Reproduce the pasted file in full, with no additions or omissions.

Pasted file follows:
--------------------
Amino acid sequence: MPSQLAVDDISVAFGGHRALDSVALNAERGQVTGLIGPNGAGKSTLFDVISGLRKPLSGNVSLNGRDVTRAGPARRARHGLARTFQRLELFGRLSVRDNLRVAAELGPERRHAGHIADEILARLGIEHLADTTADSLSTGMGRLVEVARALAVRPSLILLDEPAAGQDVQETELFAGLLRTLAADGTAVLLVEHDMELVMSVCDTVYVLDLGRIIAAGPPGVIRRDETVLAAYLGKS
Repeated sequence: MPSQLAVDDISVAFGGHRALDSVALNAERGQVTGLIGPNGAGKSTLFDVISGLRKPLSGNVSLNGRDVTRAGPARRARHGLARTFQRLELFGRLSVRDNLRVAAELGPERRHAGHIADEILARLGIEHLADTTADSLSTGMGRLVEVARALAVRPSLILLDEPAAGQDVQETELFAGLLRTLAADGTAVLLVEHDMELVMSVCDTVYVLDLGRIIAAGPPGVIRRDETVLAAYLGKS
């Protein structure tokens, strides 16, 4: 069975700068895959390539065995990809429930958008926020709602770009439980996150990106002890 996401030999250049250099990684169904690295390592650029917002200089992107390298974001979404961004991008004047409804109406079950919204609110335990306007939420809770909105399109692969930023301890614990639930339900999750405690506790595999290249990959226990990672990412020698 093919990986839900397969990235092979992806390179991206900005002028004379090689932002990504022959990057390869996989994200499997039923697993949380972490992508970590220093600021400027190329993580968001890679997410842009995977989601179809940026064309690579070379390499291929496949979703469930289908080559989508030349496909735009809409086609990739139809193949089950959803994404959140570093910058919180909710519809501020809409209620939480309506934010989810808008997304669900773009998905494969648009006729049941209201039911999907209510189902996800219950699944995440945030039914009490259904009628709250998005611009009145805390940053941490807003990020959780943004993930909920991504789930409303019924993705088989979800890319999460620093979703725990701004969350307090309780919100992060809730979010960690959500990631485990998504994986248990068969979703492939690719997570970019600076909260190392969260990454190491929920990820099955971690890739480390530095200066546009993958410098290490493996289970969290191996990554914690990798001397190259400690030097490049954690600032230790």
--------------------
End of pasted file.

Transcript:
Amino acid sequence: MPSQLAVDDISVAFGGHRALDSVALNAERGQVTGLIGPNGAGKSTLFDVISGLRKPLSGNVSLNGRDVTRAGPARRARHGLARTFQRLELFGRLSVRDNLRVAAELGPERRHAGHIADEILARLGIEHLADTTADSLSTGMGRLVEVARALAVRPSLILLDEPAAGQDVQETELFAGLLRTLAADGTAVLLVEHDMELVMSVCDTVYVLDLGRIIAAGPPGVIRRDETVLAAYLGKS
Repeated sequence: MPSQLAVDDISVAFGGHRALDSVALNAERGQVTGLIGPNGAGKSTLFDVISGLRKPLSGNVSLNGRDVTRAGPARRARHGLARTFQRLELFGRLSVRDNLRVAAELGPERRHAGHIADEILARLGIEHLADTTADSLSTGMGRLVEVARALAVRPSLILLDEPAAGQDVQETELFAGLLRTLAADGTAVLLVEHDMELVMSVCDTVYVLDLGRIIAAGPPGVIRRDETVLAAYLGKS
């Protein structure tokens, strides 16, 4: 069975700068895959390539065995990809429930958008926020709602770009439980996150990106002890 996401030999250049250099990684169904690295390592650029917002200089992107390298974001979404961004991008004047409804109406079950919204609110335990306007939420809770909105399109692969930023301890614990639930339900999750405690506790595999290249990959226990990672990412020698 093919990986839900397969990235092979992806390179991206900005002028004379090689932002990504022959990057390869996989994200499997039923697993949380972490992508970590220093600021400027190329993580968001890679997410842009995977989601179809940026064309690579070379390499291929496949979703469930289908080559989508030349496909735009809409086609990739139809193949089950959803994404959140570093910058919180909710519809501020809409209620939480309506934010989810808008997304669900773009998905494969648009006729049941209201039911999907209510189902996800219950699944995440945030039914009490259904009628709250998005611009009145805390940053941490807003990020959780943004993930909920991504789930409303019924993705088989979800890319999460620093979703725990701004969350307090309780919100992060809730979010960690959500990631485990998504994986248990068969979703492939690719997570970019600076909260190392969260990454190491929920990820099955971690890739480390530095200066546009993958410098290490493996289970969290191996990554914690990798001397190259400690030097490049954690600032230790």